The first potter I saw had a great set up. Originally from Oregon he moved to Hawaii 18 years ago and started a pottery, gift shop, coffee and macadamia nut farm and also sells shaved ice. The man’s shop was immaculate. Never have I seen a coffee-roasting machine right next to a potter’s wheel and not a spot of dirt next to either one. The shop was immaculate. The sign read, pottery and coffee welcome and enter. I pulled my rental car down the hill into his small private driveway and parking area. An English bulldog who was simply doing his job announcing my arrival greeted me. I stepped into the gallery and saw several crystal fired pots, jewelry, soaps, teas, canvas bags and a bar with a big shaved ice sign next to a display of coffee tea and nuts. The potter welcomed me and handed me a small fresh cup of coffee. I introduced myself and we began talking about inspiration and pottery. He took me through is studio and led me to the balcony where he pointed to his coffee trees. He explained that he used to be a seminary student and switched to clay and then began making a relationship between growing coffee beans, making pots and God.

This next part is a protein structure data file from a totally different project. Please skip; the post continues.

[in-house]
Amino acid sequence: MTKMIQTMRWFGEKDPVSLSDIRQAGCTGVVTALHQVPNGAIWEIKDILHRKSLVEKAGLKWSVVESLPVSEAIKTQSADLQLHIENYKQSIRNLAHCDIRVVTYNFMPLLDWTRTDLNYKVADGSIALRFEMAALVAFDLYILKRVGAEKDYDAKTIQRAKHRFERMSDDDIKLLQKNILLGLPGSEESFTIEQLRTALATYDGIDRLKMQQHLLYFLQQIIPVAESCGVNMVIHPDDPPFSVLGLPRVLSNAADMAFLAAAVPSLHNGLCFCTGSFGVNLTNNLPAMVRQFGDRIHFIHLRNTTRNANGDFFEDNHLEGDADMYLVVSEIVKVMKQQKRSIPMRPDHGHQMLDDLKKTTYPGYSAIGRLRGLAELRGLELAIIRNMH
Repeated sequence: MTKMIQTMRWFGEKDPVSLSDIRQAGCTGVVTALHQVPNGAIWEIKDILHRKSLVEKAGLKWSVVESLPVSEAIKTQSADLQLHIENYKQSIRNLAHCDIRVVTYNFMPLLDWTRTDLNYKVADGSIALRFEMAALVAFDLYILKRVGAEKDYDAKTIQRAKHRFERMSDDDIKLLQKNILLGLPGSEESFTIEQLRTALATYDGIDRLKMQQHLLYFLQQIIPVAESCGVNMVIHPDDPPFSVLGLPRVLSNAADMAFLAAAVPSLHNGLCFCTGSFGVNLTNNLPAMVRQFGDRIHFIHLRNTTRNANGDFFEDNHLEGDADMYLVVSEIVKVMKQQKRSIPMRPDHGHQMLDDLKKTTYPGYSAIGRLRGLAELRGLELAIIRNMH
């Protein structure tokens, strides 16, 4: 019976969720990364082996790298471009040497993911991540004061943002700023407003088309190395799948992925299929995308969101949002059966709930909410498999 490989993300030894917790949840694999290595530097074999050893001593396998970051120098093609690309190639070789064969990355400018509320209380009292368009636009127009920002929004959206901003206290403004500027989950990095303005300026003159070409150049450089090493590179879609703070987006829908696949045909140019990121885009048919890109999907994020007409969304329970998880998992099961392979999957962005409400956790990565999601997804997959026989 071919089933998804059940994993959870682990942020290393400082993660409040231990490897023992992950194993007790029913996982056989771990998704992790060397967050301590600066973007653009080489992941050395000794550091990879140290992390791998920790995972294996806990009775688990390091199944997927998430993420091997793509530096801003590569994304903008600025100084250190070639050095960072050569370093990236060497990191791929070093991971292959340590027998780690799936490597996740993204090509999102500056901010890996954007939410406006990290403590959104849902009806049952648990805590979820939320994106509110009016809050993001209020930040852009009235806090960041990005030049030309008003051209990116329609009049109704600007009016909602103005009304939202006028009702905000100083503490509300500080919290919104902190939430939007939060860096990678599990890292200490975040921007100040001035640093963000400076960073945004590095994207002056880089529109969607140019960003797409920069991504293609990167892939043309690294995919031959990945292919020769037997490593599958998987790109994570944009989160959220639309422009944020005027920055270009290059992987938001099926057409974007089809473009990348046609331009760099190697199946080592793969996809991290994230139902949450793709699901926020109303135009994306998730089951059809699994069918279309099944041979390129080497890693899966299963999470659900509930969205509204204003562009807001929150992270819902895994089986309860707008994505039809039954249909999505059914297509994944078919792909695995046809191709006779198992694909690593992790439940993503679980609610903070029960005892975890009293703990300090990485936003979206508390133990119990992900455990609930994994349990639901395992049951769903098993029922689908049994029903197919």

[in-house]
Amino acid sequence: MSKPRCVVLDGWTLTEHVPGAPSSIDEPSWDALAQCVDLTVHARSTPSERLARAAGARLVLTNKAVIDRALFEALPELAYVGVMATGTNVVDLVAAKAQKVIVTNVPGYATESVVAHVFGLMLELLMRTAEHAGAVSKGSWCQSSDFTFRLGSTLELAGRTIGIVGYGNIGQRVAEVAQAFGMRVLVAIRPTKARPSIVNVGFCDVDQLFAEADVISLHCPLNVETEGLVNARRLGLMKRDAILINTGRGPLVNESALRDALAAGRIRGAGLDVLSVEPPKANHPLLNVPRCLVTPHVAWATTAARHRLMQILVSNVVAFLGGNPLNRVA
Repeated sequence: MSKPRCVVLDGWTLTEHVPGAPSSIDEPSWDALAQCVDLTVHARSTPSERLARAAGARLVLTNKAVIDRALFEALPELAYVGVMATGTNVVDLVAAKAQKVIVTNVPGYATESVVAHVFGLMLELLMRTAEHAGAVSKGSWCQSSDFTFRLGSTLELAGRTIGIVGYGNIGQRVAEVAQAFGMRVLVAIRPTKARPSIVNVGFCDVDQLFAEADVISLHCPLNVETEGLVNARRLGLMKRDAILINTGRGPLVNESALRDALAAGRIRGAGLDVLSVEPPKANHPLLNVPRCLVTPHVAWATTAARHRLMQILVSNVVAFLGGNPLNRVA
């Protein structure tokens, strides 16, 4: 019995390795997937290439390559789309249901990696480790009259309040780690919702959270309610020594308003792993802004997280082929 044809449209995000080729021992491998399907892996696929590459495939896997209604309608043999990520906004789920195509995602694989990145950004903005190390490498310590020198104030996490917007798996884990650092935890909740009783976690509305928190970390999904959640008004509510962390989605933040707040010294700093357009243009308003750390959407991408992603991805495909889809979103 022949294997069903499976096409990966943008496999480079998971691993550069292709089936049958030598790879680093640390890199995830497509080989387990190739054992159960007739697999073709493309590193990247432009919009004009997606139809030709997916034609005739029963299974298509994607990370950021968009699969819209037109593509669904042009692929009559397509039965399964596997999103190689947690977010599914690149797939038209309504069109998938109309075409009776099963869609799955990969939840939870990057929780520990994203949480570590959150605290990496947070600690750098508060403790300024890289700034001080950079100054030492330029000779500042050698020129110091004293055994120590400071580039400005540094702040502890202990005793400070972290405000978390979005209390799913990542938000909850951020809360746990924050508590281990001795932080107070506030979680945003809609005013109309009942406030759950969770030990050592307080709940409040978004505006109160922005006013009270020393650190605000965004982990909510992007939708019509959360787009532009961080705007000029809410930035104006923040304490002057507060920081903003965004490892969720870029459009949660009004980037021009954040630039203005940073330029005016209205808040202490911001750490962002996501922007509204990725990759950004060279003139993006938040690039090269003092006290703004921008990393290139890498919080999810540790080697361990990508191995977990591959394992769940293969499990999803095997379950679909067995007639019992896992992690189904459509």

He explained how you start with a 100 year old plant, wait 4 years and the flowers begin to grow. Many of the flowers fall off the branch; some remain and turn into the coffee bean. First they turn yellow then green then red and then purple. After that no other beans grow on that area and later the top of tree blossoms and it is trimmed and new branches appear.
He was thinking hard and the harder he thought the larger his eyes got and the more he questioned my religious beliefs. He quoted the bible and told me how he was an atheist and thought he knew all the answers and then became a spiritual person. He said he had been married to a new age woman and participated in her rituals and how that did not work out and he remarried.
He asked me about my religion and I confessed that I am a Unitarian and he was not sure what to make of that. It was like he had heard of it but was quite skeptical.
“What do you believe in?” He asked me.